Like its fellow Gulf Cooperation Council (GCC) members, the Saudis are working to decrease reliance on energy income and bolster the private sector. The IMF estimates that oil represents over 40 percent of the Saudi GDP and almost 80 percent of exports. In a region historically characterized by bloated public sectors, it is critical to nurture a competitive and innovative business climate. Saudi Arabia has made progress in that area. In the World Bank’s Doing Business 2020 report, which focuses on productive business regulations, Saudi Arabia is cited as one of the most improved countries. In 2019, foreign companies, including defense industry titan General Dynamics, complained about not getting paid on time by the Saudi government. During the pandemic, the government may have even more difficulty paying contractors what they are owed, leading to further reputational damage. As is the case elsewhere, COVID-19 is clobbering the private sector and forcing many small and medium-size enterprises to shut down, or depend on government aid. Saudi Arabia plans to diversify and build out the private sector by developing special economic zones, increasing FDI, and privatizing state-owned entities. To a large degree, they are going to have to wait until the country’s balance sheet is more level.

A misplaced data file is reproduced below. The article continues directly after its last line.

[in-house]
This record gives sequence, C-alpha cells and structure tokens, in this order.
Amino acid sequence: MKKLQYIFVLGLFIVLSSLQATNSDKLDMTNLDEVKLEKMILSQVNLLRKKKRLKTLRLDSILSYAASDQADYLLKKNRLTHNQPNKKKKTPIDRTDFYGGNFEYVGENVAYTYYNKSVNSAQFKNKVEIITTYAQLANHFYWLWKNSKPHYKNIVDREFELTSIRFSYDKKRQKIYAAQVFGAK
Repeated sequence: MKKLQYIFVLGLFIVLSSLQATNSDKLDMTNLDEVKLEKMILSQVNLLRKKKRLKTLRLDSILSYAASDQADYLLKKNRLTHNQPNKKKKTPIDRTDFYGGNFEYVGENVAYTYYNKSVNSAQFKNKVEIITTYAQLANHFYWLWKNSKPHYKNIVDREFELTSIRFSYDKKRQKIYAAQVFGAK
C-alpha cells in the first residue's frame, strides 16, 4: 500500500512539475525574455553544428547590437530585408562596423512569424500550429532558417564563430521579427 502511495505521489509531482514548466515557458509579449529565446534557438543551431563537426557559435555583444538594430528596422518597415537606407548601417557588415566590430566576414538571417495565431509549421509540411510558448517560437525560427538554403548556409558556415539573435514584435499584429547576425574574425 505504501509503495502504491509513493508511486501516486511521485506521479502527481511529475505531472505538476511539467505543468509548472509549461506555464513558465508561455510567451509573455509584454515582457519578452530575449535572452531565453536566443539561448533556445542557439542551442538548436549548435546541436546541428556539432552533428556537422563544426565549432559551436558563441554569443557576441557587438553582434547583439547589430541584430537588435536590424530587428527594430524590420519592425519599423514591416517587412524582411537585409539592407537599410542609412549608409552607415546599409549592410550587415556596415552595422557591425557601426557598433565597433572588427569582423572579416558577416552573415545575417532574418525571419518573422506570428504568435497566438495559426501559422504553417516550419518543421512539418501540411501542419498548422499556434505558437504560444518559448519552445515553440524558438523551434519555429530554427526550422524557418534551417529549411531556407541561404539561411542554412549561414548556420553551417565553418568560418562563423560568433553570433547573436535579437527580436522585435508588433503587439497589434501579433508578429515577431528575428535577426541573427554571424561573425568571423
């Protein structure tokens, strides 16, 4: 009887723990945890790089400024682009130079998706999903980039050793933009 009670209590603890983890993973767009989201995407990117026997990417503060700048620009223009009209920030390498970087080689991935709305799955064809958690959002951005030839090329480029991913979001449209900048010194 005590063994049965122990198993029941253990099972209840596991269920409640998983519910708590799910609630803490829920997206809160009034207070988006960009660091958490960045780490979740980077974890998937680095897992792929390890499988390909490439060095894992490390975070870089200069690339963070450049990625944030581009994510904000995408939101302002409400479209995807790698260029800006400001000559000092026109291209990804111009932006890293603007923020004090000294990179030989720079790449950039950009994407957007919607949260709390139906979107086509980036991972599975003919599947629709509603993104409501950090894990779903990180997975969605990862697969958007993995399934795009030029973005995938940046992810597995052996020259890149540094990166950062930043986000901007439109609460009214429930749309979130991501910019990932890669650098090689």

With the myriad challenges facing the Saudi economy, a successful recovery and evolution will require several key outcomes. The government will need to be disciplined, willing to deviate from long-established norms, and able to make decisions that will be painful in the short-term. A reform-driven period also provides the opportunity for the Saudis to be decisive and reset elements of the economy that have lagged. The economy can re-emerge with a renewed dedication to the private sector's potential and new opportunities for youth employment. During the pandemic, the kingdom can capitalize on recent progress in the digital space, through mobile apps, government service portals, and e-commerce.

This is also a chance to reshape Saudi Vision 2030, and mold that grand plan into a more realistic, trimmed-down form. The aspiration to construct a mega-city or make Saudi Arabia the hottest tourist destination in the Middle East is not inherently problematic, but given today’s budgetary crisis, this can be a moment for reflecting on how to balance meeting pressing needs and continuing to march ahead with Vision 2030. Furthermore, COVID-19 is prompting new attitudes worldwide about the presence of foreign workers. Like the GCC as a whole, Saudi Arabia has depended on millions of foreign workers over the years to do both skilled and unskilled jobs. Because the pandemic has rendered much of the workforce inactive, this is an ideal time to recalibrate foreign workers' ratio to Saudi nationals and increase the ‘Saudization’ of the economy.